More people in the UK are now using legal instruments to ensure their affairs are looked after, in the event of them becoming incapable of managing their finances or making decisions about their health and welfare.
In 2018, it has been reported that just over 800,0001 Lasting Powers of Attorney (LPAs) were taken out in England and Wales — three times the number seen in 2013.
Figures2 show that one person in the UK develops dementia every three minutes. Once you have lost capacity, it’s too late to set up an LPA, as this can only be done whilst you have mental capacity to do so. If an LPA is not in place, your loved ones would need to apply through court, which can be a long and costly procedure.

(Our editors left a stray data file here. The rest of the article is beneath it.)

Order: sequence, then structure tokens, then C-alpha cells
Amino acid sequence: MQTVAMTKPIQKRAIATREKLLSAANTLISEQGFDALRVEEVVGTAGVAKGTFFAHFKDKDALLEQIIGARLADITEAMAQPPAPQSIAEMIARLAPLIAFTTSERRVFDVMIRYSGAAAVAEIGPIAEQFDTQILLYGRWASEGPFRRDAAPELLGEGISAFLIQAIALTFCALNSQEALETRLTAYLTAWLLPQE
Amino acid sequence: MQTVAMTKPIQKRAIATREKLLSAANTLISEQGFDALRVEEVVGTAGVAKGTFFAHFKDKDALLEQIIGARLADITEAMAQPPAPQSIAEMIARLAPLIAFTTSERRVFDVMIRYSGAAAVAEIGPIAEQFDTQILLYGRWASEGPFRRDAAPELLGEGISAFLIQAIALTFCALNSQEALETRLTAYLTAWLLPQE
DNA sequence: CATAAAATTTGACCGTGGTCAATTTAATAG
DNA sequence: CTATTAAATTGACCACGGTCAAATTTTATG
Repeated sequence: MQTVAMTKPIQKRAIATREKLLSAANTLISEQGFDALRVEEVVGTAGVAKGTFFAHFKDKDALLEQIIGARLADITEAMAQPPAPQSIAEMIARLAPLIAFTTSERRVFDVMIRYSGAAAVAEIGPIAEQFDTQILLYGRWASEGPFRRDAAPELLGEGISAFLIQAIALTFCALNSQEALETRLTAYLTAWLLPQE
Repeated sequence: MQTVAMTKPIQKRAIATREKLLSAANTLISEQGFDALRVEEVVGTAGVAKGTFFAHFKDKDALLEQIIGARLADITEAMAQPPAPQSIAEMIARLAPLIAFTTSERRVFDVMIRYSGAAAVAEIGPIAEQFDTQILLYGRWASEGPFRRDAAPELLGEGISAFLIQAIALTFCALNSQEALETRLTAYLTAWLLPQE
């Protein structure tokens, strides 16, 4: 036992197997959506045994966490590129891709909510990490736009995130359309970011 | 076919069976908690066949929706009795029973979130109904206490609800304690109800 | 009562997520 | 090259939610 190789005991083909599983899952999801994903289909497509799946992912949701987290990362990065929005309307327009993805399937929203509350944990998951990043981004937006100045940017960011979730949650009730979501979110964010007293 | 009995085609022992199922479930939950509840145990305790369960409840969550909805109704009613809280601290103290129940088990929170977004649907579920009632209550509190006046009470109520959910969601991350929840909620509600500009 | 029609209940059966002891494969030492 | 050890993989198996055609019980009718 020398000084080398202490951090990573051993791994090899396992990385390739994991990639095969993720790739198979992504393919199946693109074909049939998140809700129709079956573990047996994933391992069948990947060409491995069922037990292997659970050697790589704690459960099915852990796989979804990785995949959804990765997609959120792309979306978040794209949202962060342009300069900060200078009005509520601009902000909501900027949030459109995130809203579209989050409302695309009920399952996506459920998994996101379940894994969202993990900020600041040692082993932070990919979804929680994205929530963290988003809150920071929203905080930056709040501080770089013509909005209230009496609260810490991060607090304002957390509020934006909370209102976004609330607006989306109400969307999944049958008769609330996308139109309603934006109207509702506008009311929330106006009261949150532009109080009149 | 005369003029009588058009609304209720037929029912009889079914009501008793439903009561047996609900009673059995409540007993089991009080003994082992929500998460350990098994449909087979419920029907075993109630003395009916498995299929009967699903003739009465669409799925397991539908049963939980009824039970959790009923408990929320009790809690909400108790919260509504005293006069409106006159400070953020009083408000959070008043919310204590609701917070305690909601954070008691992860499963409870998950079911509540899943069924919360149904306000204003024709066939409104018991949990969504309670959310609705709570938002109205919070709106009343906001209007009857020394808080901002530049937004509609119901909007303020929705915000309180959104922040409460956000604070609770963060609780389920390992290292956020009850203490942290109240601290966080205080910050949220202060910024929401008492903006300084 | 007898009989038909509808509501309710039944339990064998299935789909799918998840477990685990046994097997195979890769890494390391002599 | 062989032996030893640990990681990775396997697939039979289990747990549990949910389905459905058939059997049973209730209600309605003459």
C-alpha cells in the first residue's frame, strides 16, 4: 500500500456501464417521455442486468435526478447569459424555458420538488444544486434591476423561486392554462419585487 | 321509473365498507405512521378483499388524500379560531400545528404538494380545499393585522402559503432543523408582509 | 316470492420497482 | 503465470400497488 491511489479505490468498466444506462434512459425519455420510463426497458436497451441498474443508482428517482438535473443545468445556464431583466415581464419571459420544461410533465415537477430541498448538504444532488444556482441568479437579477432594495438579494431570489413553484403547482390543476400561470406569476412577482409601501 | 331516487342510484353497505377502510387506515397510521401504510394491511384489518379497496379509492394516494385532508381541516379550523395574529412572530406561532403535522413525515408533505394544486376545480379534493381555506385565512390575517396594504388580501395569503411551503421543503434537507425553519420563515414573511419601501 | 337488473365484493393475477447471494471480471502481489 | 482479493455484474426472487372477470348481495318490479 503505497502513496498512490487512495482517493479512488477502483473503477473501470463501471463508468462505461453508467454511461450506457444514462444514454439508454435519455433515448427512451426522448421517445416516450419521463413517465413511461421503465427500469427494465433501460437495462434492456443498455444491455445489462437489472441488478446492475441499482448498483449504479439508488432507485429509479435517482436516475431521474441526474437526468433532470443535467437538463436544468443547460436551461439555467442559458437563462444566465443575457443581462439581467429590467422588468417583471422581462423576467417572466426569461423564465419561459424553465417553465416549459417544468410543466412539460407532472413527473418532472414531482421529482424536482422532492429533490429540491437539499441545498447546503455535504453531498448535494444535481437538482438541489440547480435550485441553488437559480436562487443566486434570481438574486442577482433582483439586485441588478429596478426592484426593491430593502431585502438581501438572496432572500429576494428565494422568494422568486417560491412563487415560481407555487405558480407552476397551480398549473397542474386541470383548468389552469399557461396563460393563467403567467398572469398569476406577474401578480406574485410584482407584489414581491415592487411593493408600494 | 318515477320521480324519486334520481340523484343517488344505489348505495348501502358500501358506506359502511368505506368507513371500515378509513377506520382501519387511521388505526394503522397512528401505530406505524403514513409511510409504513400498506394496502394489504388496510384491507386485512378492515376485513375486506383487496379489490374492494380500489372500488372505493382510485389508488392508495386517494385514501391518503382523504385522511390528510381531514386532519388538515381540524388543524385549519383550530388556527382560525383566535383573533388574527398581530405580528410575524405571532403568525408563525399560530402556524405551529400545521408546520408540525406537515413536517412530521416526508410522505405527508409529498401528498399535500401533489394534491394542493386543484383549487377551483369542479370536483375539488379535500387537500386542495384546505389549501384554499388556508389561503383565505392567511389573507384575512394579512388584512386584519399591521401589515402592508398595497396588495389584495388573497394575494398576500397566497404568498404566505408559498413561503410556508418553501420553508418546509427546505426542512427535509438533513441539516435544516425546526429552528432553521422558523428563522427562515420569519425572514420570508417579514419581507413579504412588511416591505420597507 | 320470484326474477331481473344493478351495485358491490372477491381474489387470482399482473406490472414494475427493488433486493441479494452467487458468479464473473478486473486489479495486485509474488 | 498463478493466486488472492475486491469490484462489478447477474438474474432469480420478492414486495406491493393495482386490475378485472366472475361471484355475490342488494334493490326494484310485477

The first decision in setting up an LPA is whether to use a solicitor. The DIY route could save around £500 in legal fees and the government has made the whole process a lot easier through an online process. However, the LPA is a powerful legal document and it is vital that the person making the LPA understands what the forms mean. You may therefore prefer to use a solicitor, especially if there are complexities, such as business assets or overseas property, or if the family does not get on.
Once submitted to the Office of the Public Guardian, the LPA takes up to ten weeks to register. The power will be effective as soon as the LPA is registered, so the attorney will be able to start making decisions straight away if the LPA is drawn up to permit this while the donor still has mental capacity; otherwise, an attorney cannot start to act until the donor no longer has mental capacity.
In Scotland and Northern Ireland, Power of Attorney (POA) agreements apply.
1 FT, May 2019
2 Alzheimer’s Research UK, 2018
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